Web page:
Some evidence on the released communists came out in the trial of the prominent Axis collaborators in 1945. A witness In the second trial of the Bulgarian war criminal Anton Kaltchev. Athanasios Prontistis, a highranking official in Chrysochoou service In Thrssaloniki and member of an anti-communist resistance orgnanization the PA0, maintained that as many as 97 communists were released from the Akronauplia prison by the Germans after declaring themselves Bulgars. According to the same source, 11 more Slav Macedonian communist cadres were kept in the Cassandra Agricultulral Prison, but they refused to register as Bulgars. (Makedonia newapaper, 11 May 1948).

According Cryshochoou in 1944 the declarations of Bulgarian nationality for the expected benefits were estimated by the Greek authorities, on the basis of monthly returns, to have reached 16,000 in the districts of German-occupied Greek Macedonia.

According to British sources, declarations of Bulgarian nationality throughout Northern Greece reached 23,000 of which however as many as 10.000 were renounced by 1044. ( F0371/58615, Thessaloniki consular report of 24 Sep. 1946).

Is clear that these Slav Macedonians before the foundation of the artificial Macedonian Communist Republic from Tito Regime in 1944, had rejected very easy theirs communist line and adopted the Bulgarian Fascist Ideology.

Slav Macedonian Lie #3, The Bulgarian Influence.

Chris Woodhouse (British Liaison Officer at the 40s) in his book (Struggle for Greece 1941-1949, page 67) mention as about the identity of the Slav Macedonians


[Most of the Slavophone inhabitants in all parts of divided Macedonia perhaps a million and a half in all – felt themselves to be Bulgarians at the beginning of the Occupation; and most Bulgarians, whether they supported the Communists, IMRO, or the collaborating government, assumed that all Macedonia would fall to Bulgaria after the war. Tito was determined that this should not happen. The first Congress of AVNOJ in November 1942 had paranteed equal rights to all the ‘peoples of Yugoslavia’, and specified the Macedonians among them. By inplication, the guarantee could be extended to Pirin (Bulgarian) Macedonia and Aegean (Greek) Macedonia. The Communist Party of Macedonia, which had passed through a troubled time, first under a pro-Bulgarian leadership and then under pro-Yugoslav Macedonians, was taken in hand early in 1943 by Tempo, who formed a new Central Committee and informed it that it was now an integral part of the Yugoslav CP.

After suitable re-indoctrination, the Macedonian CP issued a pro-Yugoslav ‘Ilinden Manifesto’ on 2 August, the anniversary of a national rising in 1903. Tempo told them that they could look forward to unification and autonomy within a Yugoslav Federation. This prospect was confirmed by resolutions passed at the second Congress of AVNOJ, held at Jajce at the end of November. It was said to have the approval of Moscow, but this was untrue. Stalin expressed indignation, and so did the Fatherland Front of Bulgaria (including, but not yet dominated by, the Communists), which urged a rival policy of ‘an integral, free and independent Macedonia’. Tito in turn repudiated this policy in a message to Dimitrov on 24 January 1944.]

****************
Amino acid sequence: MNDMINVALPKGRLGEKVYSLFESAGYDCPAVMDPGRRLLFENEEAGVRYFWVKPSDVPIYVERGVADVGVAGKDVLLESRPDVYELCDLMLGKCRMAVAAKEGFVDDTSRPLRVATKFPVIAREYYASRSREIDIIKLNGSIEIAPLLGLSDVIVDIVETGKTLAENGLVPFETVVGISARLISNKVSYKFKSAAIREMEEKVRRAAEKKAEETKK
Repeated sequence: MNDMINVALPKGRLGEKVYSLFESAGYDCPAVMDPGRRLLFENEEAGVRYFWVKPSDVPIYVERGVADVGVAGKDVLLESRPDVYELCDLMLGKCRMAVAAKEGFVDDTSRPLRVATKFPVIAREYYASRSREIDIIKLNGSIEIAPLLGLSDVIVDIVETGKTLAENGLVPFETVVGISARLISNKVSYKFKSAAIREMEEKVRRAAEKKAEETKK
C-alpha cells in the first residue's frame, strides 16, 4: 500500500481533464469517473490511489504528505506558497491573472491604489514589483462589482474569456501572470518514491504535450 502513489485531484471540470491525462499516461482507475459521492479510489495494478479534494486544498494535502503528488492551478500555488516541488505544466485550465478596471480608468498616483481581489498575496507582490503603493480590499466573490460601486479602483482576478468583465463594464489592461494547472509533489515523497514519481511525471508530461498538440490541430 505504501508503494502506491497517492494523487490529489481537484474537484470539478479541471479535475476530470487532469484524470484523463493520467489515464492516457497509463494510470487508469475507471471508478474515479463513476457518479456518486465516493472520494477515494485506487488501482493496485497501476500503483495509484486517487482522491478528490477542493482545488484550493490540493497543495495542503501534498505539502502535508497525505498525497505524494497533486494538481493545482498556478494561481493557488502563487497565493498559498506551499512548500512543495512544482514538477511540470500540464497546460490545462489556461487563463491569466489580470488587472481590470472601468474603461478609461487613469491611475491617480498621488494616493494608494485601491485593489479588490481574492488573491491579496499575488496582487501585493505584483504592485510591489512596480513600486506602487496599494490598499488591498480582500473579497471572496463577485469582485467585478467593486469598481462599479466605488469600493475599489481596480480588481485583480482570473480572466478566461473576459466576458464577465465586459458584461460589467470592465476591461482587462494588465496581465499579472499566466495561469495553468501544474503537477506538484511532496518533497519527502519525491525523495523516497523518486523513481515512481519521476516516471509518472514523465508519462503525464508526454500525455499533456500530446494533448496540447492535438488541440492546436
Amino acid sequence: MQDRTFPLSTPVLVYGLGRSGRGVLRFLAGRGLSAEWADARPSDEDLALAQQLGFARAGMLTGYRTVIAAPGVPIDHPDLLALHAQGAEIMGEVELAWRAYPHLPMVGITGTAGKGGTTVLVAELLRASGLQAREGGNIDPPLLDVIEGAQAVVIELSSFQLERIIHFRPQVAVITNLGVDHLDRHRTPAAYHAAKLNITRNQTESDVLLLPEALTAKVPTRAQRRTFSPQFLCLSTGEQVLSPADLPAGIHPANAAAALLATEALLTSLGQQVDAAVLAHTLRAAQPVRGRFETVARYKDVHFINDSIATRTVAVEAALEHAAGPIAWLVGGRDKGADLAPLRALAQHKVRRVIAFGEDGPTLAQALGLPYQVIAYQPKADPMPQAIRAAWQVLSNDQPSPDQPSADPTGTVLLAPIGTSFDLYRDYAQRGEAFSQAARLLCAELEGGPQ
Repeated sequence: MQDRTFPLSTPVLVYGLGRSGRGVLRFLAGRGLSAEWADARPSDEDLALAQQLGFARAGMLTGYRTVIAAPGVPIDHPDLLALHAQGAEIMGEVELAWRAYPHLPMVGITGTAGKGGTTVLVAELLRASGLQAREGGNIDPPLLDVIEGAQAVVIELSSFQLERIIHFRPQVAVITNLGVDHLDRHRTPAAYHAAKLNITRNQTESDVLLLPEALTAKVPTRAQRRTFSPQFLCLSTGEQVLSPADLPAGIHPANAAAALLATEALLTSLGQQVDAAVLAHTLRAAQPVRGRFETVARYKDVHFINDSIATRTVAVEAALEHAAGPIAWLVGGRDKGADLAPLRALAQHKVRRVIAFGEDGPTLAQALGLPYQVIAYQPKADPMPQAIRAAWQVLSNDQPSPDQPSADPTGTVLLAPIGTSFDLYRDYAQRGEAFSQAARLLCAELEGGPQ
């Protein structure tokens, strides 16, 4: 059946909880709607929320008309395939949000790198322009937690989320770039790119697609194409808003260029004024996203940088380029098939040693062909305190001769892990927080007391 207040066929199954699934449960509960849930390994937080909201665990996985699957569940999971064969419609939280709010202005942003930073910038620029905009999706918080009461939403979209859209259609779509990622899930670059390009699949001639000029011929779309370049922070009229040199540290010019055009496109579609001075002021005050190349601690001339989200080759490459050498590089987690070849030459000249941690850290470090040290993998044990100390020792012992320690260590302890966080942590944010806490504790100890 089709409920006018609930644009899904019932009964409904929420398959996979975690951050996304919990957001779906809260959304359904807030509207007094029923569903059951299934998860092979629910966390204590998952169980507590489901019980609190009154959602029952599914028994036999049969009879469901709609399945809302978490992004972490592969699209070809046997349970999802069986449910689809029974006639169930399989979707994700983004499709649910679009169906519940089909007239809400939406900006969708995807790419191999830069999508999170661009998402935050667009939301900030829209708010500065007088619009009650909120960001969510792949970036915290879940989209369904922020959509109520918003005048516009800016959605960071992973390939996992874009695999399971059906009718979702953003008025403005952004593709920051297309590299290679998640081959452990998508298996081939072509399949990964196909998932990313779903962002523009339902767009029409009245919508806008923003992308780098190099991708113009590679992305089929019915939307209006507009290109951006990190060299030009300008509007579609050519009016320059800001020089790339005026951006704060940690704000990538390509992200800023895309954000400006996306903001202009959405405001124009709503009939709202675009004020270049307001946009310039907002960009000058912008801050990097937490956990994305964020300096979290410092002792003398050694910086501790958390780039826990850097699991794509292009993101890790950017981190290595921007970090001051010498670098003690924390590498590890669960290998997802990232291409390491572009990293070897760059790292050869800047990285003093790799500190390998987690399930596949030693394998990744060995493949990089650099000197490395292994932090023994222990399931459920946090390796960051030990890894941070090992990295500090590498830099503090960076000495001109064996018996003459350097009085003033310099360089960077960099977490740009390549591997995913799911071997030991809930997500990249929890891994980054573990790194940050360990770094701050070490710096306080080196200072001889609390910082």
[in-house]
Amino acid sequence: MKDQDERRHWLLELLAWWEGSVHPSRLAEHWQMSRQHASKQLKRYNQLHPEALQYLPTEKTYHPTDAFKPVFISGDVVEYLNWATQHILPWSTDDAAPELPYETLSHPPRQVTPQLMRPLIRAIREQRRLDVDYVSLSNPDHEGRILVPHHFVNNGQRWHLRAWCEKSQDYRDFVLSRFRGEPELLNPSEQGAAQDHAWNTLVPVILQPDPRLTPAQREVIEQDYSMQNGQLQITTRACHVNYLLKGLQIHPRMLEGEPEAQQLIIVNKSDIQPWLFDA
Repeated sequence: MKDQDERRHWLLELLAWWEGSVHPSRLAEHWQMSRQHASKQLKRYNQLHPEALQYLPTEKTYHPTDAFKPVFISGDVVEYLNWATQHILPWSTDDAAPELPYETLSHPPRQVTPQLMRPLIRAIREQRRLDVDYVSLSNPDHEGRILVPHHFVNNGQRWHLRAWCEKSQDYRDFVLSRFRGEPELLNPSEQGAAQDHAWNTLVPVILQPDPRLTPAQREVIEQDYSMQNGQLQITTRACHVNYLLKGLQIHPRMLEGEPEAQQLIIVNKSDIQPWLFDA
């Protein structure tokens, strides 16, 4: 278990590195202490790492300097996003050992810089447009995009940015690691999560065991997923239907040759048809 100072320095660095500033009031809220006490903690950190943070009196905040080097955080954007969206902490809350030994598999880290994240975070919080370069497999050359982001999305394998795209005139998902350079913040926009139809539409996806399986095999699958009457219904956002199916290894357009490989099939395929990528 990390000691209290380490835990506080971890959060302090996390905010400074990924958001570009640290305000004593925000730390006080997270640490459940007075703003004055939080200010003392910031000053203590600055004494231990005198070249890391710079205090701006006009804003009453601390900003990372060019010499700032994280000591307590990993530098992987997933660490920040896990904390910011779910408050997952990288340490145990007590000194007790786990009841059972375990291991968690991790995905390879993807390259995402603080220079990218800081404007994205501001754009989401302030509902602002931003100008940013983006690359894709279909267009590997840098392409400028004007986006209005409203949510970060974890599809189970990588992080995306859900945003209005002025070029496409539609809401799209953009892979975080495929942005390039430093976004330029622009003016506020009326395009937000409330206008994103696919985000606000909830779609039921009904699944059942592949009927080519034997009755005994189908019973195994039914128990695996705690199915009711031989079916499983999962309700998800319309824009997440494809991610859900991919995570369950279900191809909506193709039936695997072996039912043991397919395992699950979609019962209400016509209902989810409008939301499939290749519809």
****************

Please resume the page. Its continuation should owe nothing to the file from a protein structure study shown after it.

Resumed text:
Is obvious what was the political ideologu of the Slavonic Macedonians before the foundation of the artificial Republic of Macedonia.

Slav Macedonian Lie #4, Aegean Macedonia……a Nationalist term.

This nationalist term is currently used by some scholars(not only FYROMacedonians), mostly contextualised, along with the sister terms Vardar Macedonia (describing the part of Macedonia in which the Former Yugoslav Republic of Macedonia inhabits) and Pirin Macedonia (describing the part of Macedonia in which the Blagoevgrad province of Bulgaria inhabits). The term is used more frequently by Macedonian Slavs and can have irredentist connotations, in relation to the concept of United Macedonia.

According Loring Danforth (favour author of the Slavonic Macedonians) the Aegean Macedonia is a Macedonian Slav nationalist term used to refer to the region of Macedonia in Greece, in the context of a United Macedonia. The origins of the term seem to be rooted in the 1940s but its modern usage is widely considered ambiguous and irredentist. The term has occasionally appeared on maps circulated in the Republic of Macedonia, which envisioned Greek Macedonia (referred to as “Aegean Macedonia”) as part of a “Greater Macedonia”, and is regarded as a challenge of of the legitimacy of Greek sovereignty over the area.

From the above is obvious that this term is a result and political finding term of the Tito Regime (as theirs State) in order to occupy the Greek and Late the Bulgarian parts of the Macedonia in order to absorbed in the Yugoslavia Federation.

By Akritas

Lenin Strezovski says:

The Treaty of Bucharest 10 August 1913. The Peace Treaty of Macedona.
I required a document of division of Macedonia in 1913. Macedonia was divided among Serbia (Yugoslavia)
Pirin Macedonia in Bulgaria; Aegean Macedonia, in Greece.
You can E-mail: lenin1@aapt.net.au or strezovski.lenin3@gmail.com

Your Faithfuly,
Lenin Strezovski

Alexandros says:

I have been seeking more information on the Greek Civil War era and the claims of “ethnic cleansing” and “forced expulsion” of the Slavs from Greece. It is hard to find factual sources with how influencial the internet can be… and there are no reliable sources that I have found that agree with their claims. Even human rights websites say that there were many Slavs that fled the turmoil of the civil war, but nothing about a forced expulsion.

Thank you

Politis says: